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Objects in the sky can be quite a spectacular display. It was probably a bolide meteor in very close proximity to the atmosphere.



posted on Feb, 17 2009 @ 01:55 AM
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FAA says it was a meteor.

(Sorry if this story has already been posted).

FAA says Texas fireball was meteor, not UFO



posted on Feb, 17 2009 @ 07:04 AM
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reply to post by C.H.U.D.
 


understandable, appreciate the links, and if i hear anything as well will let you know. good work chud.



posted on Feb, 17 2009 @ 10:05 AM
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Last night I finally got a slowed, up close view of the so-called meteor over Texas. Do meteors spiral and turn end over end as they streak across the sky? I have seen many meteor videos and they are always clearly a round shape and non-reflective. What I saw last night was not round, in fact it looks to be a long slender shape, is reflective and then starts to cork screw, then turns end over end right before it appears to level out and become parallel to the ground. The images are more consistent with satellite debris than a meteor. Although I don't believe it to be part of a satellite and neither do authorities apparently. So what is it? The fact that it took them this long to conclude it was a meteor makes me very suspicious. It was like they said "Duh, what is it? oh, a meteor, yea, that's it." NOT BUYING IT! Have they never seen a falling meteor before? I'm surprised they didn't say it was a Boeing bomb or flares.


[edit on 17-2-2009 by sickofitall2012]



posted on Feb, 17 2009 @ 10:18 AM
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Its unidentified so it belongs here, and even if it was a piece of space rock, how did it remain so big after the heat of entry, maybe some rather dense mass we don´t know off?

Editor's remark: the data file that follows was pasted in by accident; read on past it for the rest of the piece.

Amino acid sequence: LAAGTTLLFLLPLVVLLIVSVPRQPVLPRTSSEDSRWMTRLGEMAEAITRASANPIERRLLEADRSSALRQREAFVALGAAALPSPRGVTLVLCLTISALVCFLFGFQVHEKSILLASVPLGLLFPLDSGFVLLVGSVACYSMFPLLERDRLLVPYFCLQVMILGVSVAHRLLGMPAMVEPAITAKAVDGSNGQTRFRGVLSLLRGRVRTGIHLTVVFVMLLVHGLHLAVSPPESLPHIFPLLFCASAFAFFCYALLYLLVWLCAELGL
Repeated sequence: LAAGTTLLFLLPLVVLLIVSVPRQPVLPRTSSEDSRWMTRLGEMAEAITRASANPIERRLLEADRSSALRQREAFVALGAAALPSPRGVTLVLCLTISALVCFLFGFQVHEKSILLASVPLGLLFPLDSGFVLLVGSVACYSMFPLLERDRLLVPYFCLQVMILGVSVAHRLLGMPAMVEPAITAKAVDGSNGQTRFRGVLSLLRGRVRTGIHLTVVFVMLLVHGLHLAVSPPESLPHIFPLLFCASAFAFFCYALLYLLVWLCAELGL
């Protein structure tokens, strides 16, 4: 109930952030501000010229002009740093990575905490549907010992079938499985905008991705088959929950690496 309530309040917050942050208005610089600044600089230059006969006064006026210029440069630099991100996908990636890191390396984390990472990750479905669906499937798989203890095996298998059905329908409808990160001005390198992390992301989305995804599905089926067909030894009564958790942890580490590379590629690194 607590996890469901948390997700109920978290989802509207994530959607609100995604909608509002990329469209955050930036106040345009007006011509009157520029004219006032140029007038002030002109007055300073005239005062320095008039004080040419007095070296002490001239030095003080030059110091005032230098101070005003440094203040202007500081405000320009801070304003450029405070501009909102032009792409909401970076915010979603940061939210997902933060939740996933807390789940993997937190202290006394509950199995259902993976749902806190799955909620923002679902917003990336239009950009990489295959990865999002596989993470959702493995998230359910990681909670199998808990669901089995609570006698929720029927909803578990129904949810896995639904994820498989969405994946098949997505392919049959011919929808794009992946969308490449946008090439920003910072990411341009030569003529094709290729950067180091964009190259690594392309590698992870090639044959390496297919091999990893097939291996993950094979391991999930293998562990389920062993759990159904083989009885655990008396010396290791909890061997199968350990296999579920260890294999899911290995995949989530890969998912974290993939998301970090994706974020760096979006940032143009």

Has anyone looked for it yet?



posted on Feb, 17 2009 @ 10:27 AM
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reply to post by sickofitall2012
 


hey if you have any footage of this close up to post that would be great. i do not have a good way of doing this or i would have already. this is very suspicious. we have only been told what it isnt, or what it "could" be. time will tell.



posted on Feb, 17 2009 @ 10:28 AM
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reply to post by bicnarok
 


I heard a report this morning that they are looking for debris, and asked that if anyone finds any, they are NOT to touch it. It could be dangerous. Really?



posted on Feb, 17 2009 @ 10:41 AM
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reply to post by ziggyproductions05
 


This video clip shows a good close up of the spiraling at the :34 mark, then it leveling out at the :40 mark. I can't find the full length clip I saw last night, but I will keep looking. This is pretty close though. You can expand the screen size.
www.myfoxdfw.com...

[edit on 17-2-2009 by sickofitall2012]



posted on Feb, 17 2009 @ 11:10 AM
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I saw the object while I was .ed east on Highway 84 in Evant, TX. It was in the eastern sky .ing north. I only saw the last 3 or 4 seconds of the path. The video on Fox news shot from Austin has much more footage than what I saw, but I did catch the tail end which was covered by the trees in the Austin footage. I saw the object as it enlarged and grew brighter and then stopped glowing and left a definite smoke trail that remained for several minutes afterwards. The smoke trail ended high in the sky and did not reach the ground. The Penelope, TX grassfire connection seems plausible to me.



posted on Feb, 17 2009 @ 11:43 AM
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CNN video mentions Stephenville and the Austin fire ball.

www.cnn.com...#/video/us/2009/02/17/mattingly.fire.in.the.sky.cnn

THE MEDIA


[edit on 17-2-2009 by ufo reality]



posted on Feb, 17 2009 @ 11:55 AM
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Originally posted by C.H.U.D.


Have you taken into account that where a meteor is seen apparently low on the horizon, it is actually hundreds of km away?

Where would 2-300 km away put it?


Originally posted by SlinkyDFW
B: It changes trajectory. It's very clear in the videos and undisputable. I'm no physics expert, nor will I succumb to any stupid "magnetic deflection theory" or "thermal barrier wave theory" or "a tornado made it change course".